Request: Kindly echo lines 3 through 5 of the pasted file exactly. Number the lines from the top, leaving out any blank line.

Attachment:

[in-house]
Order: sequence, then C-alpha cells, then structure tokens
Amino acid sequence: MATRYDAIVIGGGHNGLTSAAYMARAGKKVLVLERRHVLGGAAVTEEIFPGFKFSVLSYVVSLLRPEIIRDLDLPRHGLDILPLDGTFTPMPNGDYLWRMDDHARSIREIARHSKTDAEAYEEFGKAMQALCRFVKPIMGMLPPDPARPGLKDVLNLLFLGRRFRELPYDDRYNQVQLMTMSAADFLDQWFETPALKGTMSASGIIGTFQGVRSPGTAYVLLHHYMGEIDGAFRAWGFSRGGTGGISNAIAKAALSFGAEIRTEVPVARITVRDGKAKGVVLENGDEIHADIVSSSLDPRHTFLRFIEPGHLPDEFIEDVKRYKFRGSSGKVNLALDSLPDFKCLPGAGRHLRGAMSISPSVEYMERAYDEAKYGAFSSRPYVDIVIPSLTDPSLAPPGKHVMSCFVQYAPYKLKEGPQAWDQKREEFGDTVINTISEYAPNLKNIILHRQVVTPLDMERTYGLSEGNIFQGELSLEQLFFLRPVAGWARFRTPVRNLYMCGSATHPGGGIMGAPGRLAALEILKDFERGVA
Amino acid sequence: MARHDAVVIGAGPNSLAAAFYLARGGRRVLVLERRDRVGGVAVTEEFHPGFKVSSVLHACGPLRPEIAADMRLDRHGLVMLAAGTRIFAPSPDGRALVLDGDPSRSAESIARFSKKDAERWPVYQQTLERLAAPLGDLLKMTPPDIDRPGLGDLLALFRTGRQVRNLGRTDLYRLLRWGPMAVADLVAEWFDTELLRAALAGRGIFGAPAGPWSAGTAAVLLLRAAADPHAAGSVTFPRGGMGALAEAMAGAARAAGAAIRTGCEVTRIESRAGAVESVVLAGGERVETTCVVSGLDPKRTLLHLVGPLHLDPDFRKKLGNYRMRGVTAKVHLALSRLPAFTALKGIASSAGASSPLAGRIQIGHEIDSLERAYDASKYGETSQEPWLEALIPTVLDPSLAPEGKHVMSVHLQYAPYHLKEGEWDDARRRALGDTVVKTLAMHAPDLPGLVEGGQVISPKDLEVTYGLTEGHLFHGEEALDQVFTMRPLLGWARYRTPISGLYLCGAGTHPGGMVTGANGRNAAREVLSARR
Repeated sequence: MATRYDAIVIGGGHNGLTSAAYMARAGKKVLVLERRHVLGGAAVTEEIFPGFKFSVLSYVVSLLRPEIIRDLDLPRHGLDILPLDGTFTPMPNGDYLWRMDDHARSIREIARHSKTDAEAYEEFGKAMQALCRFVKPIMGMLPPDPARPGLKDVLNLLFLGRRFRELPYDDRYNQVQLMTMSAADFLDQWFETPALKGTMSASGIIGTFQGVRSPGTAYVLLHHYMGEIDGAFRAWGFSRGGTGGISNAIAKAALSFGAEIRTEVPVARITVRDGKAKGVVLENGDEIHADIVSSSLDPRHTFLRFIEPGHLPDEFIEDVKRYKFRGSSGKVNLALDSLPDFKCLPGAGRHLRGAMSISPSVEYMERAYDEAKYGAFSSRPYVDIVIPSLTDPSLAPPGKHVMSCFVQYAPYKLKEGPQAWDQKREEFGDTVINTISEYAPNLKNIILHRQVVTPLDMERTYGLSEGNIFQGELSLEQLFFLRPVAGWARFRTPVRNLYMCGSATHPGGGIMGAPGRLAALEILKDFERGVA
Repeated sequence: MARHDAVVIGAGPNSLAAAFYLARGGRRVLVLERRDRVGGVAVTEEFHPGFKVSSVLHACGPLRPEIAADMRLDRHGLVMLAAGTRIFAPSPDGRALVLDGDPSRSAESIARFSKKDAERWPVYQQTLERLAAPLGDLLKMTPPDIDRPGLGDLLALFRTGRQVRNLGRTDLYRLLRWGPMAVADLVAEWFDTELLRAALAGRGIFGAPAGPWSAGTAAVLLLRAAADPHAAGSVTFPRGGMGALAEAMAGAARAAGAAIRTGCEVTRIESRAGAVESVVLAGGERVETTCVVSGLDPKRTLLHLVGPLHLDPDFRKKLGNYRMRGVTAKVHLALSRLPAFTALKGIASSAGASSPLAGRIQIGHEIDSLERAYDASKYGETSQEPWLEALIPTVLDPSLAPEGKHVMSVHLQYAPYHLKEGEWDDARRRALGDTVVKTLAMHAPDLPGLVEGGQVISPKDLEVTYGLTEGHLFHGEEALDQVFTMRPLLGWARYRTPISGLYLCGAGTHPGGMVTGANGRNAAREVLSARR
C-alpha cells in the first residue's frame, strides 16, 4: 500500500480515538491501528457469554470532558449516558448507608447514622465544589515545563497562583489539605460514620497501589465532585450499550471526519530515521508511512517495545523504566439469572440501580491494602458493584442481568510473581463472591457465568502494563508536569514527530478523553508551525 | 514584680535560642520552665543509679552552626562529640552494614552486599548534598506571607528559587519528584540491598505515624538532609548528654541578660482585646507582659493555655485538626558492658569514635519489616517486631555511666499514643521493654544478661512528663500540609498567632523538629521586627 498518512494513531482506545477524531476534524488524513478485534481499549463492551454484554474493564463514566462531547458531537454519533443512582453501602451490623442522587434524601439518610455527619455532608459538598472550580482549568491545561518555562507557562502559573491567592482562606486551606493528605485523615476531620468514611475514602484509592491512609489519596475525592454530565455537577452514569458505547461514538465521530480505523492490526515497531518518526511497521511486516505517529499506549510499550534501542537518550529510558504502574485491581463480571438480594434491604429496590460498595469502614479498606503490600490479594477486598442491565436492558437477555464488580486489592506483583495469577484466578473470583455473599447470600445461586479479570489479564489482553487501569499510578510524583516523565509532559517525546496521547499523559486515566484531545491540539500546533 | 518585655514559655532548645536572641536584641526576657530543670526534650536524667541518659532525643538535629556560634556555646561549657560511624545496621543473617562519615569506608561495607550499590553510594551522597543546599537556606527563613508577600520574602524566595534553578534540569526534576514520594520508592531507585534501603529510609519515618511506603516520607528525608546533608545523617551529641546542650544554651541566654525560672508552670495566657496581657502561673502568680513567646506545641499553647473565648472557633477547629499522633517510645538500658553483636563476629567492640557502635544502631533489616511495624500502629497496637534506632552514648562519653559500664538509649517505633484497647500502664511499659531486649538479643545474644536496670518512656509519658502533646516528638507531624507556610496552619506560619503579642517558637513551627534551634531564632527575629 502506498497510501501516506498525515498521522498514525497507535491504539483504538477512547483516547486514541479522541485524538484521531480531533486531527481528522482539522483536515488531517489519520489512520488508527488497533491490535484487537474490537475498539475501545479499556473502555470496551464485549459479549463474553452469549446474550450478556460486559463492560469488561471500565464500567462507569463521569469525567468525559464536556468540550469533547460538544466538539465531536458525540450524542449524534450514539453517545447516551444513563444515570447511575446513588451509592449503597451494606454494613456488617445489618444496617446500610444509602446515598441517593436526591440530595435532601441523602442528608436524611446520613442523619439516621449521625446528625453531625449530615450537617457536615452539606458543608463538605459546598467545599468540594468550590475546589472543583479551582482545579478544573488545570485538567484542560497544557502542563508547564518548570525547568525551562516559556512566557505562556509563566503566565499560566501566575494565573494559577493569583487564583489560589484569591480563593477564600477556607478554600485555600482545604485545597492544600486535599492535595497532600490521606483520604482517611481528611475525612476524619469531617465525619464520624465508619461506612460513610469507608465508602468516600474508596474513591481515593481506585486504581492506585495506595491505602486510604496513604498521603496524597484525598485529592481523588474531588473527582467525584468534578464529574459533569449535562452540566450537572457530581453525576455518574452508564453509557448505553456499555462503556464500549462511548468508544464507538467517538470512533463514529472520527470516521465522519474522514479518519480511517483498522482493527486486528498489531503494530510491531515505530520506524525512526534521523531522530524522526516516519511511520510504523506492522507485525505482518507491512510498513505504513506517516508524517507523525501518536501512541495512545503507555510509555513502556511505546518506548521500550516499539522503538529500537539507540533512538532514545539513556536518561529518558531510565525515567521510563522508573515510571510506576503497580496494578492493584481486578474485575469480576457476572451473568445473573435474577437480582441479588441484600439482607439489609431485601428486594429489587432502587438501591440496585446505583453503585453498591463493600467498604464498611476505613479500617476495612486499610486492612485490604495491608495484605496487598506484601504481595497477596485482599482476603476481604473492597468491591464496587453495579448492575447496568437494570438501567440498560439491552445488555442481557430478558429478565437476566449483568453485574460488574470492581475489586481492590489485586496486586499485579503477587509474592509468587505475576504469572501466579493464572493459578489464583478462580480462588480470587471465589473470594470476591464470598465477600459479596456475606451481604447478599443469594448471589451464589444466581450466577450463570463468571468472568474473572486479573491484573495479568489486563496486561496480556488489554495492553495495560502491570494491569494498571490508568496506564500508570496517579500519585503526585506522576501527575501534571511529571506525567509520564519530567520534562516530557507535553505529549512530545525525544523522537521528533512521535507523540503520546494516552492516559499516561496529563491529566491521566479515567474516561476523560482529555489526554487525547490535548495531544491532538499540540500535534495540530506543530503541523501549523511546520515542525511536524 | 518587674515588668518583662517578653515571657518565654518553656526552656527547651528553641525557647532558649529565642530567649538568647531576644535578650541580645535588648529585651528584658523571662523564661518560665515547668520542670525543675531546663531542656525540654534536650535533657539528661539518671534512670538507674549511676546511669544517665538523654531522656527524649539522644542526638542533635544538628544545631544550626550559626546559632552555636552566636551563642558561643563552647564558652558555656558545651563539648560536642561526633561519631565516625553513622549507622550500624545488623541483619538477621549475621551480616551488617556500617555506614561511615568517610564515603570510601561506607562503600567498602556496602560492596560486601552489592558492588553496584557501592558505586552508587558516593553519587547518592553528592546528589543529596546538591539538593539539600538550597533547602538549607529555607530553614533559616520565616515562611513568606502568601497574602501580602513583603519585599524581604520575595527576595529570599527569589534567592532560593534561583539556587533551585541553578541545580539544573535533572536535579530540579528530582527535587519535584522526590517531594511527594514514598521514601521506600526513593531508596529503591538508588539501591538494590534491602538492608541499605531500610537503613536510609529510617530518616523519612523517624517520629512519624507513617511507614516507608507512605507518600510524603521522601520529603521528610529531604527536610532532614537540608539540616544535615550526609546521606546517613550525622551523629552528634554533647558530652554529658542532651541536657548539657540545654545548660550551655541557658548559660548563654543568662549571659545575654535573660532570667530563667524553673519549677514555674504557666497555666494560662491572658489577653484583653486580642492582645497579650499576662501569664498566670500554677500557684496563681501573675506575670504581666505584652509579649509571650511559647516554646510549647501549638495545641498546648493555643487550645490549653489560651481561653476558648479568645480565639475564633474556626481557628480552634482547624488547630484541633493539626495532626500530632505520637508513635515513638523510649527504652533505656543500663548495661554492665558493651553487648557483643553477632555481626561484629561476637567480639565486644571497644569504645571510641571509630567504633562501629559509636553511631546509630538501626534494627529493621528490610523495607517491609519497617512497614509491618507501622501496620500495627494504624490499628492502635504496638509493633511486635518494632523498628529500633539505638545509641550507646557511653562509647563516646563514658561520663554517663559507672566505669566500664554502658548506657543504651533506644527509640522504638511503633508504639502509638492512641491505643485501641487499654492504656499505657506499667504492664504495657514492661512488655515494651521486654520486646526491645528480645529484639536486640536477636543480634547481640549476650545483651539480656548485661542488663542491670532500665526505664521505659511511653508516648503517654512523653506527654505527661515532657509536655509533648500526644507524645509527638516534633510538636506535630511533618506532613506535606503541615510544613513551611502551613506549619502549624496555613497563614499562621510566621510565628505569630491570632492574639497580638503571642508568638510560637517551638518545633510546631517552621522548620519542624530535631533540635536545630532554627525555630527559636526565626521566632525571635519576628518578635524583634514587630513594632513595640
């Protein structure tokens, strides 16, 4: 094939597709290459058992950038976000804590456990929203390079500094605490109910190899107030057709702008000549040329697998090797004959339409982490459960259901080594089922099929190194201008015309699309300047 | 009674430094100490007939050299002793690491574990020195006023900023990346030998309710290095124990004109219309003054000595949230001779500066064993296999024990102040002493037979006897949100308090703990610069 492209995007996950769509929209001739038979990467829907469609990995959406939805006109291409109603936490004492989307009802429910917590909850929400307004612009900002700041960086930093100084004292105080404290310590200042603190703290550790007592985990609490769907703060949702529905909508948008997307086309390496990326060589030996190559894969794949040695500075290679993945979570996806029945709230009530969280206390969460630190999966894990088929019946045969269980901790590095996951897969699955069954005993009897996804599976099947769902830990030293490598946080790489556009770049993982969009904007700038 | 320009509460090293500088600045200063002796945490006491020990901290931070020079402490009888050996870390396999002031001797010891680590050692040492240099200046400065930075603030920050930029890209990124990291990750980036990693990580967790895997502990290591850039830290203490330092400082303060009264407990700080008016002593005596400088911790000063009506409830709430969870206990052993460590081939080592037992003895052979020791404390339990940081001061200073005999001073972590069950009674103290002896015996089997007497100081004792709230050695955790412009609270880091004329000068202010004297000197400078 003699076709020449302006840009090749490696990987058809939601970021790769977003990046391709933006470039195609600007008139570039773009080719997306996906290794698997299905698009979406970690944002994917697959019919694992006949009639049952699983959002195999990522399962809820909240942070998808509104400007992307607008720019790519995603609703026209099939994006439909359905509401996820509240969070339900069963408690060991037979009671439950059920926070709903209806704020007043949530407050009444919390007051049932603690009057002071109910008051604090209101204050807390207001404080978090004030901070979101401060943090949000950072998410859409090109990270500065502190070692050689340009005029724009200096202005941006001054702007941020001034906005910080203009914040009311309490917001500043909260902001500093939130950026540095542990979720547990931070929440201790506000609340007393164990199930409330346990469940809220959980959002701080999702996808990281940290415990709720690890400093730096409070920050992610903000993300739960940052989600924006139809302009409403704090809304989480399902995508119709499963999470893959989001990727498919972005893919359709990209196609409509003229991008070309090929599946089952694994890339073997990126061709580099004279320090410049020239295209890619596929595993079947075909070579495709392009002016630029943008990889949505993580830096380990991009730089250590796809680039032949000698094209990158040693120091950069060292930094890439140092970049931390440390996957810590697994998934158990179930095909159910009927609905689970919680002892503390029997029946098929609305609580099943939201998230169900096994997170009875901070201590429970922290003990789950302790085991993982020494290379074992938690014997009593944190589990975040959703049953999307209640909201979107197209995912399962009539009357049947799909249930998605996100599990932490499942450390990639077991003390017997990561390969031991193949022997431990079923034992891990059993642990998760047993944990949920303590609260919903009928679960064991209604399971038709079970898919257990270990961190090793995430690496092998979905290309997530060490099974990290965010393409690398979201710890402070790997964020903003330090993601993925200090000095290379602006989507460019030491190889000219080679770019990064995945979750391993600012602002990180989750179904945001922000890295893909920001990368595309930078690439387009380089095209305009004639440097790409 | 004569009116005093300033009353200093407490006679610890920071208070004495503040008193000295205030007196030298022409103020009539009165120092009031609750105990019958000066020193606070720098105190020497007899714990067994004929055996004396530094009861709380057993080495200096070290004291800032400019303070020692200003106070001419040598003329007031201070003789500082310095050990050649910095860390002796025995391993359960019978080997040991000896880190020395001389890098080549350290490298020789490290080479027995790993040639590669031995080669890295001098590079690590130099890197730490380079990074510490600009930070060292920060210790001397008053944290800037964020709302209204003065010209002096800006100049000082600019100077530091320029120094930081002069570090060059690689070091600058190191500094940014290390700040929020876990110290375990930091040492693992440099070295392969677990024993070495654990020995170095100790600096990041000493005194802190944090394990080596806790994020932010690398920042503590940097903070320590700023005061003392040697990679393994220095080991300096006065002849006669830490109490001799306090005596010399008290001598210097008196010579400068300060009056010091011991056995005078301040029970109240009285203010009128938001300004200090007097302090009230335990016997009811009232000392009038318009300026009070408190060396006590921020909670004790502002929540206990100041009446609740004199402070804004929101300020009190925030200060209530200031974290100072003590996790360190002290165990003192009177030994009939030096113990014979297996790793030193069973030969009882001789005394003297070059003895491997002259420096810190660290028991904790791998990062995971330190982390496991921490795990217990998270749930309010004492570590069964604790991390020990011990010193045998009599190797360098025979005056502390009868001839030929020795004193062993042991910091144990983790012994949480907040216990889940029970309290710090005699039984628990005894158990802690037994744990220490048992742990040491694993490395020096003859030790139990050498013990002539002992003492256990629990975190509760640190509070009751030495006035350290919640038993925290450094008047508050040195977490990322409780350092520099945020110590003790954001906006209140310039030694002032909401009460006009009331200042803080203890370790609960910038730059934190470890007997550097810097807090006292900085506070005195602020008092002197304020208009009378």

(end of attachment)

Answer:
Amino acid sequence: MATRYDAIVIGGGHNGLTSAAYMARAGKKVLVLERRHVLGGAAVTEEIFPGFKFSVLSYVVSLLRPEIIRDLDLPRHGLDILPLDGTFTPMPNGDYLWRMDDHARSIREIARHSKTDAEAYEEFGKAMQALCRFVKPIMGMLPPDPARPGLKDVLNLLFLGRRFRELPYDDRYNQVQLMTMSAADFLDQWFETPALKGTMSASGIIGTFQGVRSPGTAYVLLHHYMGEIDGAFRAWGFSRGGTGGISNAIAKAALSFGAEIRTEVPVARITVRDGKAKGVVLENGDEIHADIVSSSLDPRHTFLRFIEPGHLPDEFIEDVKRYKFRGSSGKVNLALDSLPDFKCLPGAGRHLRGAMSISPSVEYMERAYDEAKYGAFSSRPYVDIVIPSLTDPSLAPPGKHVMSCFVQYAPYKLKEGPQAWDQKREEFGDTVINTISEYAPNLKNIILHRQVVTPLDMERTYGLSEGNIFQGELSLEQLFFLRPVAGWARFRTPVRNLYMCGSATHPGGGIMGAPGRLAALEILKDFERGVA
Amino acid sequence: MARHDAVVIGAGPNSLAAAFYLARGGRRVLVLERRDRVGGVAVTEEFHPGFKVSSVLHACGPLRPEIAADMRLDRHGLVMLAAGTRIFAPSPDGRALVLDGDPSRSAESIARFSKKDAERWPVYQQTLERLAAPLGDLLKMTPPDIDRPGLGDLLALFRTGRQVRNLGRTDLYRLLRWGPMAVADLVAEWFDTELLRAALAGRGIFGAPAGPWSAGTAAVLLLRAAADPHAAGSVTFPRGGMGALAEAMAGAARAAGAAIRTGCEVTRIESRAGAVESVVLAGGERVETTCVVSGLDPKRTLLHLVGPLHLDPDFRKKLGNYRMRGVTAKVHLALSRLPAFTALKGIASSAGASSPLAGRIQIGHEIDSLERAYDASKYGETSQEPWLEALIPTVLDPSLAPEGKHVMSVHLQYAPYHLKEGEWDDARRRALGDTVVKTLAMHAPDLPGLVEGGQVISPKDLEVTYGLTEGHLFHGEEALDQVFTMRPLLGWARYRTPISGLYLCGAGTHPGGMVTGANGRNAAREVLSARR
Repeated sequence: MATRYDAIVIGGGHNGLTSAAYMARAGKKVLVLERRHVLGGAAVTEEIFPGFKFSVLSYVVSLLRPEIIRDLDLPRHGLDILPLDGTFTPMPNGDYLWRMDDHARSIREIARHSKTDAEAYEEFGKAMQALCRFVKPIMGMLPPDPARPGLKDVLNLLFLGRRFRELPYDDRYNQVQLMTMSAADFLDQWFETPALKGTMSASGIIGTFQGVRSPGTAYVLLHHYMGEIDGAFRAWGFSRGGTGGISNAIAKAALSFGAEIRTEVPVARITVRDGKAKGVVLENGDEIHADIVSSSLDPRHTFLRFIEPGHLPDEFIEDVKRYKFRGSSGKVNLALDSLPDFKCLPGAGRHLRGAMSISPSVEYMERAYDEAKYGAFSSRPYVDIVIPSLTDPSLAPPGKHVMSCFVQYAPYKLKEGPQAWDQKREEFGDTVINTISEYAPNLKNIILHRQVVTPLDMERTYGLSEGNIFQGELSLEQLFFLRPVAGWARFRTPVRNLYMCGSATHPGGGIMGAPGRLAALEILKDFERGVA